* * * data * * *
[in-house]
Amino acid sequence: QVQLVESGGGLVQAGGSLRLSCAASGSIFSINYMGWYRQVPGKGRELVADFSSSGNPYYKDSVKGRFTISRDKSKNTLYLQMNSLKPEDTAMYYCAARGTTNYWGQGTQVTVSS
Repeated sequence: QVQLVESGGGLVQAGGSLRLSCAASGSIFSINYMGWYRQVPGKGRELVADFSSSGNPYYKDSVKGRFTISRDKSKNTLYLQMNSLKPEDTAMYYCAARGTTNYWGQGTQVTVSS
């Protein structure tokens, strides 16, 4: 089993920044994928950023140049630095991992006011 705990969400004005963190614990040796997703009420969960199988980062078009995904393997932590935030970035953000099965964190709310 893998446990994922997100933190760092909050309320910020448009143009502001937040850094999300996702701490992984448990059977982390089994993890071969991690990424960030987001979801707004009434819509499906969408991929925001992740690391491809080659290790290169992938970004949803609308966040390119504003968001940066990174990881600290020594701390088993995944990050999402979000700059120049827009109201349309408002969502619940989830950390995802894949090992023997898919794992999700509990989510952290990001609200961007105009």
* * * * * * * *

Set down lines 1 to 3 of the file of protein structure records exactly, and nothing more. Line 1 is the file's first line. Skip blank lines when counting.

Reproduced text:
[in-house]
Amino acid sequence: QVQLVESGGGLVQAGGSLRLSCAASGSIFSINYMGWYRQVPGKGRELVADFSSSGNPYYKDSVKGRFTISRDKSKNTLYLQMNSLKPEDTAMYYCAARGTTNYWGQGTQVTVSS
Repeated sequence: QVQLVESGGGLVQAGGSLRLSCAASGSIFSINYMGWYRQVPGKGRELVADFSSSGNPYYKDSVKGRFTISRDKSKNTLYLQMNSLKPEDTAMYYCAARGTTNYWGQGTQVTVSS